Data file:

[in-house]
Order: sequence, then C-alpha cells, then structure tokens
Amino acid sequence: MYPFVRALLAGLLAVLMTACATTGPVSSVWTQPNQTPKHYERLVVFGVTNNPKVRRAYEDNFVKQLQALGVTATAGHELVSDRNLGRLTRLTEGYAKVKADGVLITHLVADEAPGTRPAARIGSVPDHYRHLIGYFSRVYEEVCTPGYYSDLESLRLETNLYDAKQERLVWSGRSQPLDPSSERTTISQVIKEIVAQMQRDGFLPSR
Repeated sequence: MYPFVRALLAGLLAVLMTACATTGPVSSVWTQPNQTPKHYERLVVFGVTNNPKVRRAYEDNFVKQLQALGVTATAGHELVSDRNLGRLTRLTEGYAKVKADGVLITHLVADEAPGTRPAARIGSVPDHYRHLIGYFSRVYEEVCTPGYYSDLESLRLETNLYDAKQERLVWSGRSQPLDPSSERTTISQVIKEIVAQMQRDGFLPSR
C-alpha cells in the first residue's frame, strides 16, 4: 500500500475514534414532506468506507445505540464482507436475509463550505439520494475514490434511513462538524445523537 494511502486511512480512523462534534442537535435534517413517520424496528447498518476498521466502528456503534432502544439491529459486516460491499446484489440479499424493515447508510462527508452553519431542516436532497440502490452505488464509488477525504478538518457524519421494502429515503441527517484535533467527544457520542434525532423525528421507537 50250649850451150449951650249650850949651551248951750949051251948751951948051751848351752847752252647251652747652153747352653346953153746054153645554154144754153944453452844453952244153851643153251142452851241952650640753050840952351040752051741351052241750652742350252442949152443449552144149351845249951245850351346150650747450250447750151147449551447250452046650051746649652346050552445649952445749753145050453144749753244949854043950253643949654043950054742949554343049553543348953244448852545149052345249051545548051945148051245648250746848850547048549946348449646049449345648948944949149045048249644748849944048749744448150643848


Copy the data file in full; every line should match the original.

[in-house]
Order: sequence, then C-alpha cells, then structure tokens
Amino acid sequence: MYPFVRALLAGLLAVLMTACATTGPVSSVWTQPNQTPKHYERLVVFGVTNNPKVRRAYEDNFVKQLQALGVTATAGHELVSDRNLGRLTRLTEGYAKVKADGVLITHLVADEAPGTRPAARIGSVPDHYRHLIGYFSRVYEEVCTPGYYSDLESLRLETNLYDAKQERLVWSGRSQPLDPSSERTTISQVIKEIVAQMQRDGFLPSR
Repeated sequence: MYPFVRALLAGLLAVLMTACATTGPVSSVWTQPNQTPKHYERLVVFGVTNNPKVRRAYEDNFVKQLQALGVTATAGHELVSDRNLGRLTRLTEGYAKVKADGVLITHLVADEAPGTRPAARIGSVPDHYRHLIGYFSRVYEEVCTPGYYSDLESLRLETNLYDAKQERLVWSGRSQPLDPSSERTTISQVIKEIVAQMQRDGFLPSR
C-alpha cells in the first residue's frame, strides 16, 4: 500500500475514534414532506468506507445505540464482507436475509463550505439520494475514490434511513462538524445523537 494511502486511512480512523462534534442537535435534517413517520424496528447498518476498521466502528456503534432502544439491529459486516460491499446484489440479499424493515447508510462527508452553519431542516436532497440502490452505488464509488477525504478538518457524519421494502429515503441527517484535533467527544457520542434525532423525528421507537 50250649850451150449951650249650850949651551248951750949051251948751951948051751848351752847752252647251652747652153747352653346953153746054153645554154144754153944453452844453952244153851643153251142452851241952650640753050840952351040752051741351052241750652742350252442949152443449552144149351845249951245850351346150650747450250447750151147449551447250452046650051746649652346050552445649952445749753145050453144749753244949854043950253643949654043950054742949554343049553543348953244448852545149052345249051545548051945148051245648250746848850547048549946348449646049449345648948944949149045048249644748849944048749744448150643848